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Mystics vs. Sky final score: Washington handed first loss of season, 88-86, by a spirited Chicago team

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A nail-biting loss, but the Mystics will bounce back!

Washington Mystics v Chicago Sky
The Chicago defense held Emma Meesseman to nine points.
Photo by Ned Dishman/NBAE via Getty Images

When Washington Mystics’ Head Coach Mike Thibault called a timeout with his team trailing by two in the waning moments of tonight’s affair, it almost seemed as if the last remaining undefeated team in the “wubble” would find a way to at least tie the game, if not win. In the Mystics’ last possession, Emma Meesseman received the inbound pass from Ariel Atkins, but Chicago Sky’s stout defense forced her to the baseline, resulting in a poor pass that was picked off by Courtney Vandersloot. As the clock hit zero, the Mystics fell by the slimmest of margins, losing 88-86.

An overall slow start to the game saw the Mystics trailing by a score of 15–20 after one. They shot 6-17 from the field (37.5 percent) and missed three of four attempts from behind the arc (25 percent). The team also had four turnovers and three fouls. Despite perhaps the sloppiest start experienced by Washington, Chicago’s four turnovers and four fouls in the first meant that neither team established a dominant lead.

A more complete second quarter resulted in the Mystics leading at the break, 37-35. Thibault’s team could have gone into the half with a wider margin had it not been for shooting a dismal 2-9 from three (22 percent) and the Sky catching fire from downtown.

The third quarter was when the game started to open up. The Mystics came out of the half with four quick threes from Atkins (who had a team-high 24 points, while shooting 66-percent from three and making all six of her free throws), Leilani Mitchell (12 points and three assists) and Aerial Powers (20 points, seven rebounds and three steals). Washington threatened to pull away, but as was a game-long trend, Chicago fought back and ended the quarter with strong play from Gabby Williams and Allie Quigley. With one quarter remaining, the score was tied at 62 apiece.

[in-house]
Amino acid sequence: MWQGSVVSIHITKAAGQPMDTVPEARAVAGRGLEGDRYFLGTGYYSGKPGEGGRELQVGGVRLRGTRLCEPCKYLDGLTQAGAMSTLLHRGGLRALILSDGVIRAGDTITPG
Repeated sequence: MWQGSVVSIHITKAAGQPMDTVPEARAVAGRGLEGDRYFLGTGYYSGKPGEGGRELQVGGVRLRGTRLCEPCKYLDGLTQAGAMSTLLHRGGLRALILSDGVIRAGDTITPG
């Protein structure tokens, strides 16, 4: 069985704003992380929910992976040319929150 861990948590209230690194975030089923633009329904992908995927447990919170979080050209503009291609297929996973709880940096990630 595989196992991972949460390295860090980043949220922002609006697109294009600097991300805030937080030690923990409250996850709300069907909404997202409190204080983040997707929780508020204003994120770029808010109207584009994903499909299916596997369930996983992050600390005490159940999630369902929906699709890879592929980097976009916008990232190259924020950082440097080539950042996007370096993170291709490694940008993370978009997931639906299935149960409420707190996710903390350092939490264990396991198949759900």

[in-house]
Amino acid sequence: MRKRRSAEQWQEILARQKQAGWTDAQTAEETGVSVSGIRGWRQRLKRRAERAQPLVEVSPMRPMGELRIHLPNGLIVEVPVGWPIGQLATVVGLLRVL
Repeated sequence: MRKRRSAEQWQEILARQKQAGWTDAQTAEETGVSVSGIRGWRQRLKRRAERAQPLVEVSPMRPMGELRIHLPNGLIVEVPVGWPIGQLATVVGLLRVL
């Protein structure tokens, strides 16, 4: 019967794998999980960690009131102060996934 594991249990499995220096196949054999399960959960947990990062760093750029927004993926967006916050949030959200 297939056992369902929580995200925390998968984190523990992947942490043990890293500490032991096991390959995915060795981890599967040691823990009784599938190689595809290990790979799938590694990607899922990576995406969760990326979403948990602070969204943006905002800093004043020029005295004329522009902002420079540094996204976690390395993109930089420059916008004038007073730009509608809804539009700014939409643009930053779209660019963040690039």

As Vandersloot and Williams turned up the pressure in the fourth, it was Chicago that looked the more capable of the two sides. Beginning with 3:35 left in the third to around the five-minute mark of the fourth, Chicago outscored the Mystics 25-8, a margin that would ultimately be D.C.’s undoing.

Washington fought hard as the game wore on, with contributions from Atkins and veteran Shey Peddy (whose four points all came in the fourth), but failed to generate any lasting momentum. The Mystics shot a season-low 41.9-percent from the field, and a quiet offensive performance was reflected in Meesseman’s production. She only scored nine points, but did provide the team with nine rebounds and six assists.

In the fourth game of the season, Thibault leaned heavily on his starting five of Atkins, Myisha Hines-Allen (13 points, 12 rebounds and three steals), Meesseman, Mitchell and Powers. Only four bench players featured for the Mystics — Essence Carson (four points and three boards), Alaina Coates (zero points), Kiara Leslie (zero points and four assists) and Peddy — none of whom logged more than 15 minutes.

Despite a disheartening loss, the Mystics have played an exciting and balanced brand of basketball so far, made all the more impressive considering the players they are missing — last year’s MVP in Elena Delle Donne, 2019 starters Natasha Cloud and LaToya Sanders and 2012 MVP Tina Charles.

What makes this Mystics team special — and so hard to play against — is the fact that on any given night, there are arguably four or five players who can drop north of 20 points.

And don’t look now, but Atkins leads the league in made threes with 3.7 per game.

The Mystics’ next game is on Wednesday August 5th at 8 p.m. ET against the Las Vegas Aces and will be broadcast on NBC Sports Washington.